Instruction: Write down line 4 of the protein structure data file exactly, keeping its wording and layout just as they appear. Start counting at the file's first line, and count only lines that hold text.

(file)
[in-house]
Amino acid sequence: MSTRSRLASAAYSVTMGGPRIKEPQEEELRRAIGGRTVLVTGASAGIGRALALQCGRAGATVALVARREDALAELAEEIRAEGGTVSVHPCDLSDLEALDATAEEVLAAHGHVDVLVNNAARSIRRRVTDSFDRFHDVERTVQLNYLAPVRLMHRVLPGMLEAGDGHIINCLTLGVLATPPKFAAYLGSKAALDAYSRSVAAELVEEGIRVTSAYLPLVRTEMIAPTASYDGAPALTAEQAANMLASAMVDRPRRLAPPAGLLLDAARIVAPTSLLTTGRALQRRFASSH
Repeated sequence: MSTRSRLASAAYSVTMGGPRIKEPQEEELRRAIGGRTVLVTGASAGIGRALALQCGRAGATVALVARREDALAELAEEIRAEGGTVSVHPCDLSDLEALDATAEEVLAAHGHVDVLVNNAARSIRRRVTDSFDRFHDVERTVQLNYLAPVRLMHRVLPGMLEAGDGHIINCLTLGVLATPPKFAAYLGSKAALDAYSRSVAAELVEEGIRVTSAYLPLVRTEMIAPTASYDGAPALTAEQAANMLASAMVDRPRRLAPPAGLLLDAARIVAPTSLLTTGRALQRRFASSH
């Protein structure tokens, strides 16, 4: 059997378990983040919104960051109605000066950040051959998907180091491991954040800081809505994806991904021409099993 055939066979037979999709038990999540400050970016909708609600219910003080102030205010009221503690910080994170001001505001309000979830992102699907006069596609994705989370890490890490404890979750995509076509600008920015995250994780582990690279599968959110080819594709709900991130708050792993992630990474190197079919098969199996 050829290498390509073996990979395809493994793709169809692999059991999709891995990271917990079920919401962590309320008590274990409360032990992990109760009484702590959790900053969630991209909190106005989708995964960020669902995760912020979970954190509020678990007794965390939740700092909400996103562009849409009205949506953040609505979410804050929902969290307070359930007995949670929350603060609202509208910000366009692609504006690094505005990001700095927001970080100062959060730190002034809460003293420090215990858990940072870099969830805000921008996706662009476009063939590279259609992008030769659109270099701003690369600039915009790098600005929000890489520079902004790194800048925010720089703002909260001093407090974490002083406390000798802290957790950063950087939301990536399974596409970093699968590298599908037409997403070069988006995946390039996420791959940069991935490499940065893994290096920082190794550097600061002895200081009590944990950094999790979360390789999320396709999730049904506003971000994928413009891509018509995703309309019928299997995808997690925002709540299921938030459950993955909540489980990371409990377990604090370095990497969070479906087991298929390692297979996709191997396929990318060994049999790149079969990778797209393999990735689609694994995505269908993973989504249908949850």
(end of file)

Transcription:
């Protein structure tokens, strides 16, 4: 059997378990983040919104960051109605000066950040051959998907180091491991954040800081809505994806991904021409099993 055939066979037979999709038990999540400050970016909708609600219910003080102030205010009221503690910080994170001001505001309000979830992102699907006069596609994705989370890490890490404890979750995509076509600008920015995250994780582990690279599968959110080819594709709900991130708050792993992630990474190197079919098969199996 050829290498390509073996990979395809493994793709169809692999059991999709891995990271917990079920919401962590309320008590274990409360032990992990109760009484702590959790900053969630991209909190106005989708995964960020669902995760912020979970954190509020678990007794965390939740700092909400996103562009849409009205949506953040609505979410804050929902969290307070359930007995949670929350603060609202509208910000366009692609504006690094505005990001700095927001970080100062959060730190002034809460003293420090215990858990940072870099969830805000921008996706662009476009063939590279259609992008030769659109270099701003690369600039915009790098600005929000890489520079902004790194800048925010720089703002909260001093407090974490002083406390000798802290957790950063950087939301990536399974596409970093699968590298599908037409997403070069988006995946390039996420791959940069991935490499940065893994290096920082190794550097600061002895200081009590944990950094999790979360390789999320396709999730049904506003971000994928413009891509018509995703309309019928299997995808997690925002709540299921938030459950993955909540489980990371409990377990604090370095990497969070479906087991298929390692297979996709191997396929990318060994049999790149079969990778797209393999990735689609694994995505269908993973989504249908949850």